4. Changes in where people live and work: Many Americans have returned to the office, but the real estate landscape has been permanently impacted by two years of millions of employees working from home. Across the country, office vacancies remain high while interest in flexible office space has soared as companies rethink where and how people work. Even states with fewer large metro areas like Nevada, Minnesota, and Utah are ranking among the Top 25 markets with the most coworking spaces. However, there has also not been a mass exodus from cities, as many predicted. While moves out of the densest parts of big cities – with more than 10,000 people per square mile – jumped 17% during the first year of the pandemic, those numbers have since stabilized to pre-pandemic levels, according to Pew.
5. Multifamily rents: The U.S. saw a 22% increase in asking rents since January 2021, but the trend finally hit a wall in Q3 2022. This deceleration was expected, however, as the rent growth we’ve seen over the past 18 months was significantly higher than at any time in the market’s history.
6. Foreign investment: Despite current economic uncertainty, U.S. commercial real estate is still attractive to overseas investors. Foreign investors purchased an estimated $57.7 billion in American CRE properties in 2021, up 49% from 2020, according to NAR’s 2022 Commercial Real Estate International Business Trends.
And the money…
1. Equity: In December 2021, Bloomberg reported (citing Prequin data) that private equity investors had a total of $287.8 billion to invest in commercial real estate, up 11% from a year prior and, more dramatically, up 57% from 2019. While the market may have changed in the past year, as of September 2022, private investments were up 7.4% year-to-date, according to The National Council of Real Estate Investment Fiduciaries. Clearly, private equity remains strong, and may help pull the industry through potentially difficult lending times ahead.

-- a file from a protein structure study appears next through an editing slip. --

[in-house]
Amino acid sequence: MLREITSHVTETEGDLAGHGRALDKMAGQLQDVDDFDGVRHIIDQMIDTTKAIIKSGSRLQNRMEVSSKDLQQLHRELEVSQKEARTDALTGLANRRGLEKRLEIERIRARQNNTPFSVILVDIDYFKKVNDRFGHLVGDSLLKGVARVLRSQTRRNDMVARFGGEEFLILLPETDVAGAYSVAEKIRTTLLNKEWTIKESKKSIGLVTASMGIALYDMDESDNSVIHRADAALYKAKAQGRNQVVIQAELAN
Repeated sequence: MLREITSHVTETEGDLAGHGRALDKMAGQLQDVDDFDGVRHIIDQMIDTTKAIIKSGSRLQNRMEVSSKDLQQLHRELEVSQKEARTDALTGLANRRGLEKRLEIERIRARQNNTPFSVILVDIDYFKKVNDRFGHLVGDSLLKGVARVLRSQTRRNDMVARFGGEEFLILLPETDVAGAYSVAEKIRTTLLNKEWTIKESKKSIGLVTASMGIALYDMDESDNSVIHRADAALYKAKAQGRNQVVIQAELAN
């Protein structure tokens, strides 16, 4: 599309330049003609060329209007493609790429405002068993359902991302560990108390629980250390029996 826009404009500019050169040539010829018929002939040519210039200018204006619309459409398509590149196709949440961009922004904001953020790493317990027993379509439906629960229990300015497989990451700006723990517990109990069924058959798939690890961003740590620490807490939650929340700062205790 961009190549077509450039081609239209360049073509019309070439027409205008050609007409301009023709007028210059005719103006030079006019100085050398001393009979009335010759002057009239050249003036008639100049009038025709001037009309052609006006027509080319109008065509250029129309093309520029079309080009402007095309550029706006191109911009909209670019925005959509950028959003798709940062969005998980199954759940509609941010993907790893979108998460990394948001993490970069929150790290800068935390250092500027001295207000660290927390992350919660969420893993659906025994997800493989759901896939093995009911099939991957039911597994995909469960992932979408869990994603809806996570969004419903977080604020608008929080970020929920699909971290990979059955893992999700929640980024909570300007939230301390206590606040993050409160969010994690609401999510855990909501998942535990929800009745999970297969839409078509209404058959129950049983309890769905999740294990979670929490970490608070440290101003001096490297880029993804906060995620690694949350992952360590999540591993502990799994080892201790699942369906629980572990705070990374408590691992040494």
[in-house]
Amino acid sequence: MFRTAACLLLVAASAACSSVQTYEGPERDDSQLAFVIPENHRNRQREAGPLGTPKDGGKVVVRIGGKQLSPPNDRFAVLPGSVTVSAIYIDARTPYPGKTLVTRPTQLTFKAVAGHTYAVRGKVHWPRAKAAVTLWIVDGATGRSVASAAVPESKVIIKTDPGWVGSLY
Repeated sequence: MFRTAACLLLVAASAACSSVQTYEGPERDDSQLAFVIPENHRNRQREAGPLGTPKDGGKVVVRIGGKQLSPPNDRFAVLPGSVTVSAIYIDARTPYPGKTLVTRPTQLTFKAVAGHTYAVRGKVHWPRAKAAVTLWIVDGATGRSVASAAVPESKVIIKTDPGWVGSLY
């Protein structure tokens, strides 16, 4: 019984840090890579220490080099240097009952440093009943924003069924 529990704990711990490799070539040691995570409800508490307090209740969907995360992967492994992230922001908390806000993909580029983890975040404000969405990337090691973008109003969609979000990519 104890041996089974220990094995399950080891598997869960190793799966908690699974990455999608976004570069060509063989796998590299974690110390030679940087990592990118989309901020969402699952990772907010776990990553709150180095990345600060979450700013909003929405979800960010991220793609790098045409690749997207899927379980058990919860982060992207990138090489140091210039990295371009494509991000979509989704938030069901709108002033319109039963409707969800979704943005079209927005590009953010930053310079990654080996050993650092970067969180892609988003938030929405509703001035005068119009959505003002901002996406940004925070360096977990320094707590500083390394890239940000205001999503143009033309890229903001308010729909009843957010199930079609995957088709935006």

2. Debt: Debt markets, however, are less stable. As we’re writing this in Q1 2023, numbers have not been finalized; however, a dip in transactions is expected considering that the number of investment sales transactions nationally fell 50% year-over-year in August. Speaking to the Commercial Observer in November, Aaron Jodka, national director of capital markets research at Colliers, remarked, “Lending has become more challenging in the last few months, not because the capital isn’t available, but that borrowers are readjusting to a higher cost of capital. That is causing friction in the investment sales market, where buyers are no longer able to pay 2021 pricing here in 2022.”
Embracing the movement
These industry and national finance factors are not new. And while we haven’t exactly experienced today’s realities before, there are enough examples in U.S. real estate history to deduce that as an industry sector, real estate stakeholders are adaptable. As the markets correct, savvy investors and innovative leaders will uncover opportunities before them. Consider these seven strategies to embrace now while navigating the movements currently underway.